Jesper is supposed to be a cadet training in the royal postal academy but he’s made no progress at all. His father pulled every string to get him there but he’s squandering his chance once again. Jesper’s a spoiled brat so his father gives him a wake up call. Jesper’s being sent to Smeerensburg where he’ll have a year to establish a working postal office – he’s got to get 6000 letters mailed or he’s cut off for good.
Smeerensburg is a remote island nation known for only one thing: its intense feuds. They are so dedicated to not mingling with their enemies they don’t even send their kids to school. Postman? Don’t need one, don’t want one. These are not the letter-sending type. Which is fine because we aren’t exactly rooting for dreadful Jesper to succeed. He makes zero friends, and is particularly afraid of a reclusive woodsman named Klaus who spends his days amassing treasures he carves out of wood. When Klaus gives one to a small lonesome boy, Jesper smells potential. He can trick kids into sending letter requests for toys to woodsman Klaus, fullfilling his postage quota.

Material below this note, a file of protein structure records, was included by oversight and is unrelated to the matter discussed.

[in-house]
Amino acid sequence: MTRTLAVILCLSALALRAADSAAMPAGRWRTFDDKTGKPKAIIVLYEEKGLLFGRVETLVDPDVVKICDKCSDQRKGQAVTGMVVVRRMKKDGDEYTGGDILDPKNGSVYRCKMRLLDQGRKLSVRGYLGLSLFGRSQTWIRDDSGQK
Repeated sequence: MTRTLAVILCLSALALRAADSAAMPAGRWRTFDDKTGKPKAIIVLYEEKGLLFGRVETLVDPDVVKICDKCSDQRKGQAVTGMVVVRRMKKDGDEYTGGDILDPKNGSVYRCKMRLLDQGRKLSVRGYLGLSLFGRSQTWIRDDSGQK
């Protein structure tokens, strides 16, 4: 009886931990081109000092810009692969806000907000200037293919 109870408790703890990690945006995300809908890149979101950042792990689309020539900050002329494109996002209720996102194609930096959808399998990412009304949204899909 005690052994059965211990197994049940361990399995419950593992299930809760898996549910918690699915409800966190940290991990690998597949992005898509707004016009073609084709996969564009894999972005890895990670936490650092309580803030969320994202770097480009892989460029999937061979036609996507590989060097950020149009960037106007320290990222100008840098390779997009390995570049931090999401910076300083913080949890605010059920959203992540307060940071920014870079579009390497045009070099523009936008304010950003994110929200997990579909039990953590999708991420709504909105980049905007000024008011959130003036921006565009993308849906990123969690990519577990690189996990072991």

I was so confused by this message: that the Santa Claus tradition has sprung from such a selfish, mercenary place, that I rewound the movie 34 minutes just to keep better track. But I was right: Jesper manufactures Christmas. I mean sure you can say that toy companies and Coca-Cola have been responsible for this exact thing, but convention says we usually put a bit more of a heart-warming gloss on it, at least for the kids.
You can appreciate that this whole letters-for-presents thing really takes off. And not to worry: the legend of Klaus eventually brings about lots of positive changes in the town, so it’s not a horrible message for kids. It just takes its time getting there.
With excellent voice work from Jason Schwartzman, JK Simmons, Rashida Jones, Joan Cusack and more, this Netflix original eventually manages to embrace the holiday spirit and puts a bright spot in your heart. It took me a while to win me over, but eventually I realized that what concerned me first was actually its virtue: since it takes a different approach to its theme, it’s nearly Christmas cliche-free. What a marvel! Klaus rewards patience, and it breathes new life into the genre.